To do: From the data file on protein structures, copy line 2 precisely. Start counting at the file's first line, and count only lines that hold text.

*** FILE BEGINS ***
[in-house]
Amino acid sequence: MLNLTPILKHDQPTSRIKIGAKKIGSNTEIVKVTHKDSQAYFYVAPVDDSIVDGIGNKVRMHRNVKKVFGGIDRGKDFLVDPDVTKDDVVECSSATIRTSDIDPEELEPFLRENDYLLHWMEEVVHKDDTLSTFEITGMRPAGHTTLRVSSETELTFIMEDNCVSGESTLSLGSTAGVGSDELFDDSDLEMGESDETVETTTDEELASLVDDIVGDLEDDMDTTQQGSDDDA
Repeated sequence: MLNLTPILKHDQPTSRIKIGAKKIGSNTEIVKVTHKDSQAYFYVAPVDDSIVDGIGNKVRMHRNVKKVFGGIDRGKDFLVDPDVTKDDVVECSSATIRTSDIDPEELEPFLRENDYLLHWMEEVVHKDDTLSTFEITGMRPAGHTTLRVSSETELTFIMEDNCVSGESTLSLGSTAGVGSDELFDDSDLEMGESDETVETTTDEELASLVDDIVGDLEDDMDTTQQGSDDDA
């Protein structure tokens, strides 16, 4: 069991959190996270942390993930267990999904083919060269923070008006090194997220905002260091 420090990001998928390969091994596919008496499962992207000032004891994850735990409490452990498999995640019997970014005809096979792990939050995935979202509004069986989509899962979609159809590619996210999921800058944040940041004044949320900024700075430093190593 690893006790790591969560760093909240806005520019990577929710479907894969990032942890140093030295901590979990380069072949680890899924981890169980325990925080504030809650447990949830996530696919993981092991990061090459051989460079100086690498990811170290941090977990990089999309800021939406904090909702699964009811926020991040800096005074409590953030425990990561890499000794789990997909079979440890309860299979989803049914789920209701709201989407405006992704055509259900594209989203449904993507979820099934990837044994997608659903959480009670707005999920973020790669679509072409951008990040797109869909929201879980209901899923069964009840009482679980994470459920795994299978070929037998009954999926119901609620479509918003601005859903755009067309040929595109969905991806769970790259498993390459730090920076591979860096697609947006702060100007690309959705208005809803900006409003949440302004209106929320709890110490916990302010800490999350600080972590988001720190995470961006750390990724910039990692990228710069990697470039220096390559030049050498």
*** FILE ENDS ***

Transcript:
Amino acid sequence: MLNLTPILKHDQPTSRIKIGAKKIGSNTEIVKVTHKDSQAYFYVAPVDDSIVDGIGNKVRMHRNVKKVFGGIDRGKDFLVDPDVTKDDVVECSSATIRTSDIDPEELEPFLRENDYLLHWMEEVVHKDDTLSTFEITGMRPAGHTTLRVSSETELTFIMEDNCVSGESTLSLGSTAGVGSDELFDDSDLEMGESDETVETTTDEELASLVDDIVGDLEDDMDTTQQGSDDDA